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Joshua Foer: Feats of memory anyone can do

Joshua Foer: Feats of memory anyone can do

http://www.ted.com/talks/joshua_foer_feats_of_memory_anyone_can_do.html

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Scan Reveals Brain’s Structure To Be Much Simpler Than We Thought Peering into the brain with a scanner of unprecedented resolution, scientists discovered that the basic structure of neuronal networks was a simple, three-dimensional grid. More than any other part of the brain, the cerebral cortex makes us human. Through the electrical activity of the neuronal networks packed into the brain’s undulating outer surface we sense our environment, use and understand language, and separate good and evil. So, then, the biologist’s mantra, “form follows function,” means that when we learn about brain structure, we learn about our very nature. Last March a team of scientists used a new and powerful scanner to peer into the cerebral cortex and other underlying structures with an unprecedented level of resolution.

speakers who disagree with each other TED2013 kicks off in just 11 days. And, in the very first session, Robert J. Gordon and Erik Brynjolfsson will ascend the stage for a debate on the future of work. While Gordon will focus on how our current ecosystem of innovation is too focused on personal gadgetry, and thus isn’t setting us up to solve the big problems of the future, Brynjolfsson will express the view that the digital revolution is propelling us forward rapidly, giving us a good foundation for future prosperity. It’s shaping up to be a fascinating discussion — one that may well change your mind.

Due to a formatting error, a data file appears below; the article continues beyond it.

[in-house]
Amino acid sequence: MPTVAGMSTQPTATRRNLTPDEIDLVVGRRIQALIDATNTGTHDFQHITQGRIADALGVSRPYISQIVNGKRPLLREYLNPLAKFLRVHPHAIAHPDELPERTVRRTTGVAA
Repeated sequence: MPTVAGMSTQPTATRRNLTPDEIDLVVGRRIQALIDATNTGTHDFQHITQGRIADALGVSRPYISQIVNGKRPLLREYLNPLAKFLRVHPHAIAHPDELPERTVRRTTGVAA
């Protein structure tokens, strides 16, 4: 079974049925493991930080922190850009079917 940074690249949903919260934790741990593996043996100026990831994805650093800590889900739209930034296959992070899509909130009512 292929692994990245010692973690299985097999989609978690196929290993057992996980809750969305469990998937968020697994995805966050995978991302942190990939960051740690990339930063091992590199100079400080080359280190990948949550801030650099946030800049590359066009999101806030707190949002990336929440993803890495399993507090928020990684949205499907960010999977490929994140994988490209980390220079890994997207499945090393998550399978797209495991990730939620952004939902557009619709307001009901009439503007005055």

No More Skipping Your Medicine – FDA Approves First Digital Pill Approved by the FDA, a sand-sized chip sends a signal via cell phone to doctors to let them know when and if medication was taken. The Food and Drug Administration has just approved a device that is integrated into pills and let’s doctors know when patients take their medicine – and when they don’t. Adherence to prescriptions is a serious problem, as about half of all patients don’t take medications the way they’re supposed to. But with patients doctors now becoming big brother, that statistic could change drastically. The device, made by Proteus Digital Health, is a silicon chip about the size of a sand particle. With no battery and no sensor, it is powered by the body itself.

Brain Pickings 09 MAY, 2013By: Maria Popova “When the profit motive gets unmoored from the purpose motive, bad things happen.” The question of how to avoid meaningless labor and instead find fulfilling work brimming with a sense of purpose is an enduring but, for many, elusive cultural ideal. Daniel Pink tackles the conundrum in this wonderful animation by the RSA — who have previously sketch-noted such fascinating pieces of cultural psychology as the truth about dishonesty, the power of introverts, where good ideas come from, what’s wrong with the left-brain/right-brain dichotomy, the broken industrial model of education, and how choice limits social change — based on his book Drive: The Surprising Truth About What Motivates Us (public library). Pink shares the counterintuitive results of two studies that reveal the inner workings of what influences our behavior — and the half-truth of why money can’t buy us satisfaction: